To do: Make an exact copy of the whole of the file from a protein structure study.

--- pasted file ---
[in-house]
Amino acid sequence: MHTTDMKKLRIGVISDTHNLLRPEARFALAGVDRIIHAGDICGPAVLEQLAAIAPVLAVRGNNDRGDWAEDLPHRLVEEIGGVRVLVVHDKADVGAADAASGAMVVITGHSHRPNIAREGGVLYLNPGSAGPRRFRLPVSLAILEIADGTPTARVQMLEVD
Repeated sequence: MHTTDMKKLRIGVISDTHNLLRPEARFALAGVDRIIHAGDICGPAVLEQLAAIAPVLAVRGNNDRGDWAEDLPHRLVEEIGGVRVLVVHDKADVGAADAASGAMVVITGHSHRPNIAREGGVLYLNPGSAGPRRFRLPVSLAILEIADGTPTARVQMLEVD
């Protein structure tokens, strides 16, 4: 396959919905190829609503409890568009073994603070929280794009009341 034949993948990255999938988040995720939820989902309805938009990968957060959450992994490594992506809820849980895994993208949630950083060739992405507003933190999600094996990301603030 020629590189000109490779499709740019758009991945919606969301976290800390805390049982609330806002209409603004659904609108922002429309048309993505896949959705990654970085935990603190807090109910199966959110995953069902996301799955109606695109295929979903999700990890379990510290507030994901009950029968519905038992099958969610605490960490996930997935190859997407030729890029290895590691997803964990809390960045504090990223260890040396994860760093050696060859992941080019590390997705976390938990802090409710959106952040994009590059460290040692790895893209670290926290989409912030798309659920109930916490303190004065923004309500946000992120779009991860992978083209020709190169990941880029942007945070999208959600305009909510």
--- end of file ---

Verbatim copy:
[in-house]
Amino acid sequence: MHTTDMKKLRIGVISDTHNLLRPEARFALAGVDRIIHAGDICGPAVLEQLAAIAPVLAVRGNNDRGDWAEDLPHRLVEEIGGVRVLVVHDKADVGAADAASGAMVVITGHSHRPNIAREGGVLYLNPGSAGPRRFRLPVSLAILEIADGTPTARVQMLEVD
Repeated sequence: MHTTDMKKLRIGVISDTHNLLRPEARFALAGVDRIIHAGDICGPAVLEQLAAIAPVLAVRGNNDRGDWAEDLPHRLVEEIGGVRVLVVHDKADVGAADAASGAMVVITGHSHRPNIAREGGVLYLNPGSAGPRRFRLPVSLAILEIADGTPTARVQMLEVD
């Protein structure tokens, strides 16, 4: 396959919905190829609503409890568009073994603070929280794009009341 034949993948990255999938988040995720939820989902309805938009990968957060959450992994490594992506809820849980895994993208949630950083060739992405507003933190999600094996990301603030 020629590189000109490779499709740019758009991945919606969301976290800390805390049982609330806002209409603004659904609108922002429309048309993505896949959705990654970085935990603190807090109910199966959110995953069902996301799955109606695109295929979903999700990890379990510290507030994901009950029968519905038992099958969610605490960490996930997935190859997407030729890029290895590691997803964990809390960045504090990223260890040396994860760093050696060859992941080019590390997705976390938990802090409710959106952040994009590059460290040692790895893209670290926290989409912030798309659920109930916490303190004065923004309500946000992120779009991860992978083209020709190169990941880029942007945070999208959600305009909510």